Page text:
Before tax contributions (salary sacrifice)
By adding to super from your before-tax salary, you could reduce your taxable income and reduce your tax bill, while growing your retirement savings. Take a look at the benefits, caps and how to salary sacrifice.
What are before-tax contributions?
Before-tax (concessional) contributions are contributions added to your super account before your income tax has been deducted. These are generally taxed at 15% when added your super account, instead of your marginal income tax rate, which can be as high as 45%.
Salary sacrifice is a type of before-tax contribution. It' s an arrangement between you and your employer to redirect some of your before-tax (gross) salary into your super account instead of your bank account.
This can reduce the tax you pay and give you more money in the long-term. Salary sacrifice helps you pay less tax in two ways:
|Pay less income-tax||Reduce your taxable income|
|Before-tax salary paid to your super account gets taxed at 15% (unless your combined income and super contributions are more than $250,000, in which case the tax is 30%). This compares to any salary you take home which will get taxed at your usual marginal tax rate, which can be as high as 45% (plus Medicare levy).||You can reduce your taxable income with every dollar salary-sacrificed to super. The more before-tax salary you put into your super, the smaller your taxable income will be – this could mean even more savings at tax time. |
Note: If your employer doesn’t offer salary sacrifice, you can make contributions directly and claim them as a tax deduction.
Compare the tax rates for 2019/20:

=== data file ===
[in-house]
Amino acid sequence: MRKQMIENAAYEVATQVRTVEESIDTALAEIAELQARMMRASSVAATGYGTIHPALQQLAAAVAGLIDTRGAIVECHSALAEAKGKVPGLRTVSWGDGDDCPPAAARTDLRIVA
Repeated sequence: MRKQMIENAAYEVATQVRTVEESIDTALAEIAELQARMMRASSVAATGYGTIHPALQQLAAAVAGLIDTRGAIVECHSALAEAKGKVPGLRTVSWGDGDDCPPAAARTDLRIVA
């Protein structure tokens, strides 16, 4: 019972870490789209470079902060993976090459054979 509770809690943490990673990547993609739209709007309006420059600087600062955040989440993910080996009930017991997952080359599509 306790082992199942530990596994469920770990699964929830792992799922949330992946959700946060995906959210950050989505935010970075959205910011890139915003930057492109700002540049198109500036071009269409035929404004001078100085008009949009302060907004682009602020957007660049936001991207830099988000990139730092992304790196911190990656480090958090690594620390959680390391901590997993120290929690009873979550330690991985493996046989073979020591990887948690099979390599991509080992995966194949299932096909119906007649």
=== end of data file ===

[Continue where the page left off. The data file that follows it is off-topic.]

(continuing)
|Taxable Income||Income |
|Salary sacrifice |
|$0 - $18,2000||0%||15%|
|$18,2001 - $37,000||19%||15%|
|$37,001 - $90,000||32.5%||15%|
|$90,001 - $180,000||37%||15%|
|$180,001 - $250,000||45%||15%|
These tax rates don't include any medicare levy payable.
Speaking to your employer
Before salary sacrificing, make sure your employer will continue to calculate your super guarantee (SG) payments on your gross income (i.e. before the salary sacrifice amount is deducted). It’s best to get this agreement in writing. If your employer calculates your SG on your reduced salary, claiming a tax deduction on an after-tax contribution may be a more effective strategy.
Questions to ask your employer:
- Will your employer allow you to salary sacrifice into super?
- If you salary sacrifice, how will they calculate your future SG?
- Are you able to start or stop at any time?
- Can you change amounts at any time?
- Does your employer charge an administration cost?
- Does your employer set any limits to how much you can salary sacrifice?
How to set up salary sacrifice
If salary sacrifice is right for you simply speak to your employer who can direct some of your pay into your super.
There are limits to how much you can add to your super account. The limits are different for before-tax and after-tax contributions.